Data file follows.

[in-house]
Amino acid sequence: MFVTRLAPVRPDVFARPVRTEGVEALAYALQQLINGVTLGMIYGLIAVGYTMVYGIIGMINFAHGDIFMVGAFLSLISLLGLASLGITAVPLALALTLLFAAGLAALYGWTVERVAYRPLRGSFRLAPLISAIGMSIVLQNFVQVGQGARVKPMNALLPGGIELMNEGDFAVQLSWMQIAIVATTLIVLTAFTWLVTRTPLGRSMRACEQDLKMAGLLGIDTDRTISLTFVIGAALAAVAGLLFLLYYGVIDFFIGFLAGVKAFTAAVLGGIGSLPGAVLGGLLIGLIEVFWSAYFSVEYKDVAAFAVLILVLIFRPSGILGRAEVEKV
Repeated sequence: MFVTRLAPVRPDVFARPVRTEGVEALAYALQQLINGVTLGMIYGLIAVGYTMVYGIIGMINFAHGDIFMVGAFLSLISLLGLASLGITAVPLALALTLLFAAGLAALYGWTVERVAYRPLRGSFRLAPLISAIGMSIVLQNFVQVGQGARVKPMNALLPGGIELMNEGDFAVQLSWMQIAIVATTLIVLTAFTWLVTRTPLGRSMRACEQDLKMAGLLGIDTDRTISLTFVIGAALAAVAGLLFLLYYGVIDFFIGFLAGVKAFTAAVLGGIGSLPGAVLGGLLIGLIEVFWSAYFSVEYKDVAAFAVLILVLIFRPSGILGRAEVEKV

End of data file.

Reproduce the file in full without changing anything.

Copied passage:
[in-house]
Amino acid sequence: MFVTRLAPVRPDVFARPVRTEGVEALAYALQQLINGVTLGMIYGLIAVGYTMVYGIIGMINFAHGDIFMVGAFLSLISLLGLASLGITAVPLALALTLLFAAGLAALYGWTVERVAYRPLRGSFRLAPLISAIGMSIVLQNFVQVGQGARVKPMNALLPGGIELMNEGDFAVQLSWMQIAIVATTLIVLTAFTWLVTRTPLGRSMRACEQDLKMAGLLGIDTDRTISLTFVIGAALAAVAGLLFLLYYGVIDFFIGFLAGVKAFTAAVLGGIGSLPGAVLGGLLIGLIEVFWSAYFSVEYKDVAAFAVLILVLIFRPSGILGRAEVEKV
Repeated sequence: MFVTRLAPVRPDVFARPVRTEGVEALAYALQQLINGVTLGMIYGLIAVGYTMVYGIIGMINFAHGDIFMVGAFLSLISLLGLASLGITAVPLALALTLLFAAGLAALYGWTVERVAYRPLRGSFRLAPLISAIGMSIVLQNFVQVGQGARVKPMNALLPGGIELMNEGDFAVQLSWMQIAIVATTLIVLTAFTWLVTRTPLGRSMRACEQDLKMAGLLGIDTDRTISLTFVIGAALAAVAGLLFLLYYGVIDFFIGFLAGVKAFTAAVLGGIGSLPGAVLGGLLIGLIEVFWSAYFSVEYKDVAAFAVLILVLIFRPSGILGRAEVEKV